- With its 50 seconds of aimless, echo-chamber wailing, at first it sounds like Duke Dumont's "The Giver" is going to be another one of those featherweight, dime-a-dozen UK house tracks. Until the vocal hits. A true gatecrasher, the kick drums charge forward with a bloodthirstiness bolstered by the chunky, electrified bassline. The only thing more addictive than the song's unforgettable hook (which is almost evil in its hookiness) is the way it glides with such grace, like labelmates Gingy + Bordello force-fed one too many anti-depressants. Even better is the careful manipulation, where the vocal unspools and winds back up around the beat. It's a pop song, but one with both backbone and instant gratification.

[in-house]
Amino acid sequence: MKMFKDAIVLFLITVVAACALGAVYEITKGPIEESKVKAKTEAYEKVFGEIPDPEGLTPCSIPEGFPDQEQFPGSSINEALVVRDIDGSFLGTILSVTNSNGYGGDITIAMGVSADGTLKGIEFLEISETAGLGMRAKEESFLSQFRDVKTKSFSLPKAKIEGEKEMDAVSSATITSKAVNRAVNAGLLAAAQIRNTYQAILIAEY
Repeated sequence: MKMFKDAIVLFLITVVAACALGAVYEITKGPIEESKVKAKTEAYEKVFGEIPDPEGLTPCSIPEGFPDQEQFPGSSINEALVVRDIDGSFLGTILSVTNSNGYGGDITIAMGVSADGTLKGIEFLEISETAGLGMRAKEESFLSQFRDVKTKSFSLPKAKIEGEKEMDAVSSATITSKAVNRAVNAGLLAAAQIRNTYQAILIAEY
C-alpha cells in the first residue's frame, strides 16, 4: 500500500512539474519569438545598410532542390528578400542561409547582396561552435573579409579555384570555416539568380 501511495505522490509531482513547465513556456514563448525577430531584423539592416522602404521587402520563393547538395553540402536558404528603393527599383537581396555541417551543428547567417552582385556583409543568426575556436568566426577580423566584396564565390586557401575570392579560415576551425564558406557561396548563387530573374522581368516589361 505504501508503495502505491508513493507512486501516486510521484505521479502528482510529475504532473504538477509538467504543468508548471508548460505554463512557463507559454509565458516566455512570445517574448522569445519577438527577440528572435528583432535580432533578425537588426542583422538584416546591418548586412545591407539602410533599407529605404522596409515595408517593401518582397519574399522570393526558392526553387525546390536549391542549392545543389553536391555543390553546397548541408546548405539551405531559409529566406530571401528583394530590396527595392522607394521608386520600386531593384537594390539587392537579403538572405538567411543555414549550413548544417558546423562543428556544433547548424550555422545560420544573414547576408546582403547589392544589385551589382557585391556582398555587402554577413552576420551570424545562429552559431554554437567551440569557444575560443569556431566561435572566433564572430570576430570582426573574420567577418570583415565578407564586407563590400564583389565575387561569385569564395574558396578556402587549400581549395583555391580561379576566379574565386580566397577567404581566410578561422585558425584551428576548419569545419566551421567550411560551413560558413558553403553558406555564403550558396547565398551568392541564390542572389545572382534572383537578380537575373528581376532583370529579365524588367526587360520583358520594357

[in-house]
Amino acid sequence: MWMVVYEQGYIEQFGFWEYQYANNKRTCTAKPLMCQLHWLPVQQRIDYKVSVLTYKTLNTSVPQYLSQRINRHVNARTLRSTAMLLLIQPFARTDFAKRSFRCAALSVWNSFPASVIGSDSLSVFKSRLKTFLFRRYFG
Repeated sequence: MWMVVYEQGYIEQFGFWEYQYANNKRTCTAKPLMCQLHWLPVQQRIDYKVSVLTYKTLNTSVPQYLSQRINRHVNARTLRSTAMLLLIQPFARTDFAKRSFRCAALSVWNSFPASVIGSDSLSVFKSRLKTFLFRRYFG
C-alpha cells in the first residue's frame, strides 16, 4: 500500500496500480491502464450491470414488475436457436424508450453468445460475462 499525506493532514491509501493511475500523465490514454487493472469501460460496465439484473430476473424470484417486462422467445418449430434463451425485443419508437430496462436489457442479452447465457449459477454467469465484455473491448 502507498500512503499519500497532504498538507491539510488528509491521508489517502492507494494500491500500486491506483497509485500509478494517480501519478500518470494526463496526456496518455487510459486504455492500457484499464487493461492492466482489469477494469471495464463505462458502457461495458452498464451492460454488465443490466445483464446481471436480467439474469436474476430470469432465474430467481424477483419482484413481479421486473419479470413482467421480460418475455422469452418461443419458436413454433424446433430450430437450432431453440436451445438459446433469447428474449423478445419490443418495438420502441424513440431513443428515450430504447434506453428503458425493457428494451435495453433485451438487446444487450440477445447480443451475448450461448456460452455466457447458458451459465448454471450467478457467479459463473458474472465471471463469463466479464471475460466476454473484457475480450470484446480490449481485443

"No Money Blues" falls a bit to the wayside in comparison: though it has an almost equally sing-alongy vocal, the track's blinding synths feel cheap and borrowed off some throwaway L2S record. The throaty bass stabs give it a bit of heft and keep it from drifting too far into the heavens, but this one's really all about "The Giver."
A No Money Blues
B The Giver